Hannah Norman/KHN

In-Home Teeth-Straightening Business Is Booming ― But Better Brace Yourself

SmileDirectClub and other startup companies say they provide teeth-straightening services for what can be thousands of dollars less than office-visit care. But critics worry about what happens if the treatment goes wrong.

How Fast Can A New Internet Standard For Sharing Patient Data Catch Fire?

The web-based standard FHIR — pronounced “fire” — could hasten the day when we can view our full medical histories on a smartphone screen. Tech giants are hungry for a piece of the pie, but obstacles remain.

Listen: How Vaping Regulations Are Playing Out In The States

KHN Midwest correspondent Lauren Weber joined Wisconsin Public Radio’s Rob Ferrett on “Central Time” to discuss the latest on vaping bans and what they mean for vaping trends among youth.

Diagnosed With Dementia, She Documented Her Wishes. They Said No.

Across the U.S., people with early dementia are signing new advance directives to confirm their end-of-life wishes while they still have the ability to do so. But doctors say the documents may offer a false sense of security.

For 2020, California Goes Big On Health Care

California lawmakers are proposing ambitious health care ideas, from creating a state generic drug label to banning the sale of flavored e-cigarette products. Even though Democrats control state government, they’re likely to face pushback from powerful health care industry groups like hospitals.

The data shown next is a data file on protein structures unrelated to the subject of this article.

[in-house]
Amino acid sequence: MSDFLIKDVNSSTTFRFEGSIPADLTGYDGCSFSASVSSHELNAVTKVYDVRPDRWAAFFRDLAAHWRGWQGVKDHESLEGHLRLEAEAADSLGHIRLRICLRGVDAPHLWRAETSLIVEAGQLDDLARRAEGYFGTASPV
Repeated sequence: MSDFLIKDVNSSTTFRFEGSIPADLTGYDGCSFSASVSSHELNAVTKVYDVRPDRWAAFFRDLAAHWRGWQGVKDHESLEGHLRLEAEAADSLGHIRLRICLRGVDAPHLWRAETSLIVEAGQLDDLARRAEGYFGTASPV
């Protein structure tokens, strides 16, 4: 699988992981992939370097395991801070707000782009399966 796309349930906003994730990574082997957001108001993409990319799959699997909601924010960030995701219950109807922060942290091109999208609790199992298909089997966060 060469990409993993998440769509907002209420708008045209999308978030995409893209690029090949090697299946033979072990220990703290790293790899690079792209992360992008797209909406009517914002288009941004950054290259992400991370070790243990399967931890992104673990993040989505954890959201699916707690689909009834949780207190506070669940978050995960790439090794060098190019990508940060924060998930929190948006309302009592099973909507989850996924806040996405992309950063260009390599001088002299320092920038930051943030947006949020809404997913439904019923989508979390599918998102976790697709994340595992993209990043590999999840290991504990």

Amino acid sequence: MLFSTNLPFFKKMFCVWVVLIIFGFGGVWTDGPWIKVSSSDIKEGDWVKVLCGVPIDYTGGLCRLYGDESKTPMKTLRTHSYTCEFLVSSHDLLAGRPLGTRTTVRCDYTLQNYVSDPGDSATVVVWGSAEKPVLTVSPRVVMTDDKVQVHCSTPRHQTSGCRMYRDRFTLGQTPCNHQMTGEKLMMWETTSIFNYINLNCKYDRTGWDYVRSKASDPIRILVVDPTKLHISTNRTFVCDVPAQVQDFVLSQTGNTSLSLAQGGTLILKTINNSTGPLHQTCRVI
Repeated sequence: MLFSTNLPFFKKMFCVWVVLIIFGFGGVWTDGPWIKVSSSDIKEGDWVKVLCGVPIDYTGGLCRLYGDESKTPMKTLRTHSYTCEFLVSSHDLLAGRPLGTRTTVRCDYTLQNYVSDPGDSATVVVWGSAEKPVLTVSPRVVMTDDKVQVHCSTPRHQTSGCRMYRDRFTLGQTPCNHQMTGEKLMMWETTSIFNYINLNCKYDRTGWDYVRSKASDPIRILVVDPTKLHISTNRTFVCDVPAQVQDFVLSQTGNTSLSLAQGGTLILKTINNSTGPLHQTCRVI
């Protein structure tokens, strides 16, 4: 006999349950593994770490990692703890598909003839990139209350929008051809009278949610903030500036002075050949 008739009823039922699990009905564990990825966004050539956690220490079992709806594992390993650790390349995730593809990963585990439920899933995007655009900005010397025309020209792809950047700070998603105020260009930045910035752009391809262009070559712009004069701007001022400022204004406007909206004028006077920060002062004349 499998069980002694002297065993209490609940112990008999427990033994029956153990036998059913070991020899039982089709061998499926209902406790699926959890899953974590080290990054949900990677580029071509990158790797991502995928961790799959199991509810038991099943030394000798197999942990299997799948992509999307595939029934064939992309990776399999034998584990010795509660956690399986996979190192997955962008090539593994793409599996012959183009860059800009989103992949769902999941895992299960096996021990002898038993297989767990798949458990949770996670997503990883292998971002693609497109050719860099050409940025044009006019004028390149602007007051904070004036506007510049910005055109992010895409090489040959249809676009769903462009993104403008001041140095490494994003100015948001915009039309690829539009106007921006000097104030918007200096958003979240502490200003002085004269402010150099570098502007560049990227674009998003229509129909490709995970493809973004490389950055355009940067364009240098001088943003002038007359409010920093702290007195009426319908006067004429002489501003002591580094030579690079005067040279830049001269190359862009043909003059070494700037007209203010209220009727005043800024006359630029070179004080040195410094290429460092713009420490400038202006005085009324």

HealthBent

With Fate Of Roe V. Wade Unsure, Abortion Fight Shifts To New Territory

The Supreme Court in March will hear a Louisiana case that tests whether the new five-member conservative majority is willing to overturn the 1973 decision that made abortion legal nationwide. Even if the court does not go that far, it could hasten the procedure’s demise by saying abortion providers cannot sue on behalf of their patients.

Employers’ Dream Of Controlling Health Costs Turns To Workers’ Sleep

Sleep is the latest in an ever-growing list of wellness issues — such as weight loss, exercise and nutrition — that firms are targeting to improve workers’ health and lower medical costs.

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Picture of Health

Medi-Cal’s Very Big Decade

California’s health insurance program for low-income people grew 78% between 2010 and 2019 to 12.8 million enrollees. The federal Affordable Care Act spurred the increase, aided by state policies broadening eligibility.

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